Written by our Founder and CEO, our Celebrations Pulse Sunday Letters aim to engage with our community. From sharing stories to welcoming your ideas, we want to help you to express, connect, and celebrate the important people in your life.

It’s often said that the first step to change is awareness. The statement is true for people and the broader community: If you want to improve a situation, you need to know about the problem to fix it.

That’s the reason Developmental Disabilities Awareness Month is so important. Every March since 1987, the occasion has helped shed light on the millions of people in the United States living with disabilities and the obstacles they face in living their lives to their fullest potential.

Employment is one such challenge. About 61 million Americans live with disabilities and struggle to find meaningful employment. Just 21% of people with a disability were employed last year, according to the Bureau of Labor Statistics. By comparison, over 65% of people without disabilities have jobs.

Before this month ends, we wanted to make you aware of exciting news from Smile Farms and Johns Crazy Socks, two organizations at the forefront of helping with awareness and giving people with disabilities meaningful job opportunities.

New jobs at Smile Farms

When we launched Smile Farms in 2015, the goal was to create job opportunities in agricultural settings for people like our brother Kevin, who has a developmental disability. The organization has expanded to 11 campuses across Long Island and New York City and now counts more than 270 Smile Farmers.

Over the years, Smile Farms has partnered with numerous restaurants to provide some of the food. One of its partners, Crafted Hospitality, the food service company of celebrity chef Tom Colicchio, has been working with Smile Farms since 2018. It has hosted a campus employing a Smile Farmer, purchased Smile Farms-grown produce to use on its menus, and supported Heat with Heart, the hot sauce made from peppers grown by Smile Farmers.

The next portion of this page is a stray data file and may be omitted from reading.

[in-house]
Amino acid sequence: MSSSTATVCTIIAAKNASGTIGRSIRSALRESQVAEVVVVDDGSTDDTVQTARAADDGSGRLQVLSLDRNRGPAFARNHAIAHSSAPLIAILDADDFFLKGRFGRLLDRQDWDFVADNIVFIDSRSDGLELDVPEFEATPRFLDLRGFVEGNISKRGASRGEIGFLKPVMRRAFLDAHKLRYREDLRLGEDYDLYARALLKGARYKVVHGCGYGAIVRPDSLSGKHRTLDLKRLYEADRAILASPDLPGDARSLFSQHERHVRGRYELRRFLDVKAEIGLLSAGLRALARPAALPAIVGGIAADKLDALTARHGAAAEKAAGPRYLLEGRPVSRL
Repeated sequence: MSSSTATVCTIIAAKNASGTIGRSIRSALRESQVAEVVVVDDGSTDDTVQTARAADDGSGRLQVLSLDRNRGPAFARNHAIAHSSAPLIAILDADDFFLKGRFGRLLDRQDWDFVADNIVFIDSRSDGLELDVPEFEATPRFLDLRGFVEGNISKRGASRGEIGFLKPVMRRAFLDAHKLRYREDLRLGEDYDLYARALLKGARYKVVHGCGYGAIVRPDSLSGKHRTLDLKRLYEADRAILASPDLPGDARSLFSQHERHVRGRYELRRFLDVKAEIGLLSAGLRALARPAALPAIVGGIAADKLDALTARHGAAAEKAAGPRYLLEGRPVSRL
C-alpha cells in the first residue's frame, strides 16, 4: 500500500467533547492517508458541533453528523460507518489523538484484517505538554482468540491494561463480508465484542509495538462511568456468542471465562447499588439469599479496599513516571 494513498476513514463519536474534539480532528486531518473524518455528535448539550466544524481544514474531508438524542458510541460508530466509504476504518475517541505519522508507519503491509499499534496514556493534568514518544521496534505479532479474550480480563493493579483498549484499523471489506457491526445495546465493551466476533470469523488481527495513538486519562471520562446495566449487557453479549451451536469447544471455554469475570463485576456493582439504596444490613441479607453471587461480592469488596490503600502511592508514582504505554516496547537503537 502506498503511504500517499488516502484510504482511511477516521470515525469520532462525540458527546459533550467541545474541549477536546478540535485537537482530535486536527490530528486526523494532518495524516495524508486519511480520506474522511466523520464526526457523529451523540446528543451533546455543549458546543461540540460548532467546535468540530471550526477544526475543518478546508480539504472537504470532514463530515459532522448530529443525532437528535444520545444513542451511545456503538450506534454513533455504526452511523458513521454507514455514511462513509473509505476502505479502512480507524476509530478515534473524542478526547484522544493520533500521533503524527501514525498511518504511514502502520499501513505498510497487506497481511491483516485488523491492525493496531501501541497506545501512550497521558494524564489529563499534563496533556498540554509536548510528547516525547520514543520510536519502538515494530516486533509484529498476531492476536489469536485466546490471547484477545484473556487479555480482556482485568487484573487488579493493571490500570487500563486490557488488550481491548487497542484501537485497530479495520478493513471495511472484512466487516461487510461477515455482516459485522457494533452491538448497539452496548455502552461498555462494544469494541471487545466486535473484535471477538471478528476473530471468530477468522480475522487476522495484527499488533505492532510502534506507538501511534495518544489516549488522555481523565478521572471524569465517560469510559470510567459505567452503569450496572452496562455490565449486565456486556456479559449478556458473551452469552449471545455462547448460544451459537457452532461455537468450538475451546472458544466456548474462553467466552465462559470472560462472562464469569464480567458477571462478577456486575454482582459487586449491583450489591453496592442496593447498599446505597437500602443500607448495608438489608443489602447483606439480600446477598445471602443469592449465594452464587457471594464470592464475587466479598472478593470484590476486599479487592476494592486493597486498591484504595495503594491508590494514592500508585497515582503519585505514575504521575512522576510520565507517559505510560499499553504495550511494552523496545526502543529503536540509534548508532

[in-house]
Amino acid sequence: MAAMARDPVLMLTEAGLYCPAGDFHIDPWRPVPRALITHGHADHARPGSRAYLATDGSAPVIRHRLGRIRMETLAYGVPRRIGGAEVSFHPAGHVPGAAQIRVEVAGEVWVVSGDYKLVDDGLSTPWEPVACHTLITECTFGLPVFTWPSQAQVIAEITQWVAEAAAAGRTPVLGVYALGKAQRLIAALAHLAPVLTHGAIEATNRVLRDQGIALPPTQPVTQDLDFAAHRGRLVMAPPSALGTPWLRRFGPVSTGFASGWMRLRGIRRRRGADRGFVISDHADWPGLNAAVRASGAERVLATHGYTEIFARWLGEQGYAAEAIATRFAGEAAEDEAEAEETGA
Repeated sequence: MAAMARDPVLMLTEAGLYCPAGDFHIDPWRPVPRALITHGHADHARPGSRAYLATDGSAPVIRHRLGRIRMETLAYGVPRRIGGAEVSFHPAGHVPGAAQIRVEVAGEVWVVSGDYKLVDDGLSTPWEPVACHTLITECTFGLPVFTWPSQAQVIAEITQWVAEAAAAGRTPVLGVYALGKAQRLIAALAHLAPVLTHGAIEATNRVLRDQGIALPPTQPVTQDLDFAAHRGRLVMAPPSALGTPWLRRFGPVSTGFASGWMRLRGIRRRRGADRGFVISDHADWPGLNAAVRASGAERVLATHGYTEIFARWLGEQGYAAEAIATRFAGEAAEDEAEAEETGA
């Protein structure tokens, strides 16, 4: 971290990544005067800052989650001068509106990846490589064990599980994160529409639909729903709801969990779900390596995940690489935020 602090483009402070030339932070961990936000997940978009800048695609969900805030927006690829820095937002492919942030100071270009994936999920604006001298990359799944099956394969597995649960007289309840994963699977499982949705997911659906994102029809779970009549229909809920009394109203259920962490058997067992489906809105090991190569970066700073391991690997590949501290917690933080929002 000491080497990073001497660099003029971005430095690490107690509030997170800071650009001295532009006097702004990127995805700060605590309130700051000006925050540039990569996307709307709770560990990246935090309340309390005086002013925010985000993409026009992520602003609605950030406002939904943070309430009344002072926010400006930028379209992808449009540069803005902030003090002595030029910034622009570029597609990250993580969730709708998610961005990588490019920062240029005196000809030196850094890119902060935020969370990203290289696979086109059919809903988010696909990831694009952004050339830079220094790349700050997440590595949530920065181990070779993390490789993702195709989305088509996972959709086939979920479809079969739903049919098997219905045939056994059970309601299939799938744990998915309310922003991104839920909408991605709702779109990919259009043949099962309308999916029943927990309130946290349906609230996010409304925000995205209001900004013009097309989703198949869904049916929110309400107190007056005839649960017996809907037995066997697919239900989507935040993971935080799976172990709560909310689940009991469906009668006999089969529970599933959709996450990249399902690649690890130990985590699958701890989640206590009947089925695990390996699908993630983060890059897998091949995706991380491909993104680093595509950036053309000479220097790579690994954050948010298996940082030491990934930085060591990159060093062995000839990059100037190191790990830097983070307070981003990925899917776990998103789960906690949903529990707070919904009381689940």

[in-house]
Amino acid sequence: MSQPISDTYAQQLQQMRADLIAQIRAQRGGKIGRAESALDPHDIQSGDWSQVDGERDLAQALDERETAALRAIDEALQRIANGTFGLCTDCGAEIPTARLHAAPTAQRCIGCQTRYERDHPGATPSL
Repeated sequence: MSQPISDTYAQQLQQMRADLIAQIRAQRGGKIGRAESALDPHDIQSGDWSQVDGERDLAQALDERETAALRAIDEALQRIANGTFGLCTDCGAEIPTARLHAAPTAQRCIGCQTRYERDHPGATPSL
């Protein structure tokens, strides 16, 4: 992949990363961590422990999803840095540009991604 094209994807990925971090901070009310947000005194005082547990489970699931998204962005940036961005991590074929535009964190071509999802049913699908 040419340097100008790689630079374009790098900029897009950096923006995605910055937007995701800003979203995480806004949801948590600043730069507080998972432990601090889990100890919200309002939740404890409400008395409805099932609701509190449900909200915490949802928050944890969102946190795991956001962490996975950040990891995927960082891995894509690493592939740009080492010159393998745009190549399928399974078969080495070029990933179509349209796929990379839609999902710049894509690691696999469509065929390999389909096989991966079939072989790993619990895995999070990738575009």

smile farmers group

When the pandemic began to ease, restaurants faced difficulty finding workers to staff their kitchens and dining rooms, and that included Crafted Hospitality’s eateries. One day, during a conversation between Craft New York General Manager John Gargano and Smile Farms Managing Director Diana Martin, a light bulb went off!

““John asked me, `Would you be you be up for trying to get some of the Smile Farmers to work at the company’s flagship restaurant, Craft New York, and its adjacent Italian restaurant, Vallata, in Manhattan?”” Diana remembered during a discussion on a recent “Celebrations Chatter” podcast. “And I immediately said yes.”

For an organization known for growing food, an expansion into restaurants seemed like a natural path.

From farmers to polishers

Smile Farm workers go through the same process as everyone else applying for a job with Craft, and that includes submitting resumes and going on interviews, and if they are hired, going through an onboarding process.

The first Smile Farm restaurant workers initially served as polishers, which involved shining the glassware for the tables, a crucial job at a high-end restaurant: “Everything has to be perfect,” Gargano says.

Among the first to be hired was Emmanuel “Manny” Irick. And according to Gargano, Manny, and those who have since followed Manny’s path have been extremely beneficial to the restaurant.

manny smile farms kitchen

As a result of the success, Crafted Hospitality is on the way to expanding the program to its other restaurants in New York City. And not only is it hiring more workers but also beginning to promote, starting with Manny. “He was moved to kitchen prep, which is amazing,” Diana says. “Manny took it upon himself, went to the chef, and said he wanted to learn how to do kitchen prep, and he loves his new position.”